June 11, 1988
One of the marvels of the known world is how two people who live in Hollywood manage to remain married -- and smiling -- for twenty-two years. As a friend put it today:
Congrats to you and your mister for 22 years together (in LA, no less). You guys should get a medal or a parade or something.It was a grey morning but just after three, the sun came out. ("It was a day a bit like today" said my mother on the phone earlier, "rather lovely, really.") My sweet atheist fiance agreed to get married in the village church, and managed to giggle nervously through the service, much to my father's chagrin. The poor boy could hardly make it through the "I do's" without the threat of imminent death from my dear Pappa. Thank goodness for the quick-thinking Vicar, rousing Trumpet Voluntary and this.
The church was filled with a colorful mix of my parents' friends, our friends, and J's parents friends, fresh off the plane from Los Angeles. It was culture shock To The Max -- they were thrown into a tiny village in the Chiltern Hills, where it was wet and muddy and there were no shops but the village Post Office for miles in each direction. But there were two pubs. (Small mercies.) The LA crew took it in their stride. The women found fabulous hats after desperate searches at I.Magnin and Bullock's Wilshire. J's mother had one made to match her jacket. She looked gorgeous, really glamorous like a movie star. A friend of hers came decked out head to toe in sugar-pink Chanel (it was the eighties -- everything was Chanel and Butler & Wilson). My mother was dressed in pale blue raw silk -- a little fitted jacket and skirt. I have just looked at her picture; she was only a few years older than I am now and she looks breathtaking. Quite perfect.
The English crowd thought the Californians a hoot. "The Beverly Hills contingent" they called them. Our friends got very drunk (honorable mention here to the Norwegians) on rather good champagne and jollied everyone along, and no-one seemed to notice that the food was dreadful or that our request for music had been met by my father finding a chap with an electric organ, who played hits from "The Good Old Days." (I'm only slightly joking about this; the memory is fading, mercifully.) Madame Chanel lost a heel in the lawn, one of the groomsmen fell in the pool, a Norwegian cousin twisted his ankle and my lovely chestnut pony was decorated in blue & white ribbons and cornflowers to join in the rousing farewell as we set off on our honeymoon in my mother's 1961 bright red Daimler Dart, which my beloved had trouble starting (something to do with pulling out the choke, nudge, nudge, wink, wink, or so the boys said that stood behind the car, yelling cheerful obscenities).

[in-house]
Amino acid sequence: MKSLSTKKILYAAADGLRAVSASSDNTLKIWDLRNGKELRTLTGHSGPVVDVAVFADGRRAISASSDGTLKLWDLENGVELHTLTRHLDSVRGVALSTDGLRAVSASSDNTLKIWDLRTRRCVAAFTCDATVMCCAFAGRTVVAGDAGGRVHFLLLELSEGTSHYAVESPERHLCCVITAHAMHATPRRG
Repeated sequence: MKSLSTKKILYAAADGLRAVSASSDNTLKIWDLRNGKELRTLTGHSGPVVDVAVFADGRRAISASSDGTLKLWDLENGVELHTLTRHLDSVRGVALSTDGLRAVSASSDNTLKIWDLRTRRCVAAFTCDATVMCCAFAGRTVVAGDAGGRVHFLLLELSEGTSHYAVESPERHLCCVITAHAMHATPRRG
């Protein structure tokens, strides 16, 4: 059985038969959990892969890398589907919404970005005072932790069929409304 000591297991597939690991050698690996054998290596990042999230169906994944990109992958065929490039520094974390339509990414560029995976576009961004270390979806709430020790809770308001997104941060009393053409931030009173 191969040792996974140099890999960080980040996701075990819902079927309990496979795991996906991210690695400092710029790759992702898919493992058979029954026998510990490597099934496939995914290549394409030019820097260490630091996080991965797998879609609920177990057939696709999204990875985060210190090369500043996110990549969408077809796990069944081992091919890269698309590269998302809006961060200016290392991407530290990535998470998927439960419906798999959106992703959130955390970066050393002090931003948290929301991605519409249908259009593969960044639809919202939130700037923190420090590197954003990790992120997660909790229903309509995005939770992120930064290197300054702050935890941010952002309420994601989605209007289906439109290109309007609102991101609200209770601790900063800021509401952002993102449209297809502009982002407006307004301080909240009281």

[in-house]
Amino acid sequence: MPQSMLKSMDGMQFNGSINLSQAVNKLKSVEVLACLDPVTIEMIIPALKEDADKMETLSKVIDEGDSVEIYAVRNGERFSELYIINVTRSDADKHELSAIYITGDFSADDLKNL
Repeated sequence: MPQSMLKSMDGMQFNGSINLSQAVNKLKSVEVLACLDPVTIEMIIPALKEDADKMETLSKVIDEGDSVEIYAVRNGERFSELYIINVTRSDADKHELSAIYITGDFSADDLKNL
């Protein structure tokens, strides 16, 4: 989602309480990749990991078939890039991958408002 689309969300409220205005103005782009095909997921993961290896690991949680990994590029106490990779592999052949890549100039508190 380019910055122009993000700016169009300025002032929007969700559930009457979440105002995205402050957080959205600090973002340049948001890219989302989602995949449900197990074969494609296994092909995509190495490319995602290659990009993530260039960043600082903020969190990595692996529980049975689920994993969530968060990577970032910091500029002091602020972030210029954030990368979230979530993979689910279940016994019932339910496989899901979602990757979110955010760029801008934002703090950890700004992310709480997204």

We were twenty-four years old and we came from different worlds. We loved the Talking Heads, Velvet Underground, Edvard Munch, Blake, greek olives, greasy breakfasts in the Oxford Covered Market and cooking. I fell in love with a surfer boy turned prep who was obsessed with Demosthenes and Dr Richard Feynman and he fell in love with a girl who loved ponies and books and summers in Tjøme, and whose father had told her that she could only marry a man with a grouse moor (not many of them in Beverly Hills). After rattling through Scotland for a week, we flew back to California as newly weds. And here we are, still.
Most things that life has thrown at us, we've weathered: Deaths, births, marriages, friends' divorces, quarrels, heartache, our different beliefs, cultural divergence. He doesn't like poetry readings. I don't like the Lakers. He has a hard time sitting through a horse show. I refuse to go out shooting with him. He sleeps. I don't. He's a critical thinker. I'm a slave to my emotions. I read Salinger. He reads about Kim Jong Il. He naps in the daytime at the weekend. I rush about filling the house with cuttings from the garden and silently judging him, secretly longing to nap too. But we've grown up together, developed an aesthetic that is our own -- the Tianna Farms brand, we call it. When we cook, it's an old, familiar dance. No words are needed. Both of us knew that the black hen with the pompadour had to be named "Elvis." He agreed to two dalmatians, even though he missed our old black lab. He mixes Manhattans and makes them sound so good I have to try one. He explains the U.S. Constitution to the children with the help of Schoolhouse Rock. And when we go out to dinner with friends and I haven't seen him all day, he wows me. He reads. He meets clever people. He knows things. I mean he knows things I don't know even though I have a blue ribbon in collecting useless information. I am a dilettante. He reads Scientific American and understands the Large Hadron Collider. I sit there with my mouth open and stare at him. "Who on earth are you?" I think, in a breathless kind of way.
And laying in bed at night, after a party, I rest my head on his chest and he puts his arms around me and we giggle about everything. We still do. That's the miracle.
And I look at him every single day, and I think: what a lucky girl am I.
That's my ticker tape parade.
From the Queen's Silver Jubilee, 1977